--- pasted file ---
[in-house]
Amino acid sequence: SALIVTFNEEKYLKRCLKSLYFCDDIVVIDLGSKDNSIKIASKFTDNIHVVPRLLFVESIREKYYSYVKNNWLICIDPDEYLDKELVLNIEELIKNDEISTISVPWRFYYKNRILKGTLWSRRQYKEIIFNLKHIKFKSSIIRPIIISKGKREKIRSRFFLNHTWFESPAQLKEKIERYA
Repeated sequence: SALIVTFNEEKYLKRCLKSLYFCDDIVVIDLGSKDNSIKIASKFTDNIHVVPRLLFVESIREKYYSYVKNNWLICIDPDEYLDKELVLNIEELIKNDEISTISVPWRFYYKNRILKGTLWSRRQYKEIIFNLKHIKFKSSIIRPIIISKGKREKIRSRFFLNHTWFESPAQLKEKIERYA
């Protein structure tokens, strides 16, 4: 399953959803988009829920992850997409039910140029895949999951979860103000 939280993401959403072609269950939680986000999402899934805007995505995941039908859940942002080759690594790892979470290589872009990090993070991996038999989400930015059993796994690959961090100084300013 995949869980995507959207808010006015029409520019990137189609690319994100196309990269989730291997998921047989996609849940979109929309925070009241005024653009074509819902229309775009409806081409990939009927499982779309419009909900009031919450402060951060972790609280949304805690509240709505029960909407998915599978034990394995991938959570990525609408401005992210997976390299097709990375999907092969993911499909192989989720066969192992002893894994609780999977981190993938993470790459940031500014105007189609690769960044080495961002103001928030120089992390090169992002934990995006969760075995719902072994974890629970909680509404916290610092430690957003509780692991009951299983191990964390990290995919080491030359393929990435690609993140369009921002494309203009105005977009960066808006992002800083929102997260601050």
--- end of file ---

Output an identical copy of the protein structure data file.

[in-house]
Amino acid sequence: SALIVTFNEEKYLKRCLKSLYFCDDIVVIDLGSKDNSIKIASKFTDNIHVVPRLLFVESIREKYYSYVKNNWLICIDPDEYLDKELVLNIEELIKNDEISTISVPWRFYYKNRILKGTLWSRRQYKEIIFNLKHIKFKSSIIRPIIISKGKREKIRSRFFLNHTWFESPAQLKEKIERYA
Repeated sequence: SALIVTFNEEKYLKRCLKSLYFCDDIVVIDLGSKDNSIKIASKFTDNIHVVPRLLFVESIREKYYSYVKNNWLICIDPDEYLDKELVLNIEELIKNDEISTISVPWRFYYKNRILKGTLWSRRQYKEIIFNLKHIKFKSSIIRPIIISKGKREKIRSRFFLNHTWFESPAQLKEKIERYA
């Protein structure tokens, strides 16, 4: 399953959803988009829920992850997409039910140029895949999951979860103000 939280993401959403072609269950939680986000999402899934805007995505995941039908859940942002080759690594790892979470290589872009990090993070991996038999989400930015059993796994690959961090100084300013 995949869980995507959207808010006015029409520019990137189609690319994100196309990269989730291997998921047989996609849940979109929309925070009241005024653009074509819902229309775009409806081409990939009927499982779309419009909900009031919450402060951060972790609280949304805690509240709505029960909407998915599978034990394995991938959570990525609408401005992210997976390299097709990375999907092969993911499909192989989720066969192992002893894994609780999977981190993938993470790459940031500014105007189609690769960044080495961002103001928030120089992390090169992002934990995006969760075995719902072994974890629970909680509404916290610092430690957003509780692991009951299983191990964390990290995919080491030359393929990435690609993140369009921002494309203009105005977009960066808006992002800083929102997260601050």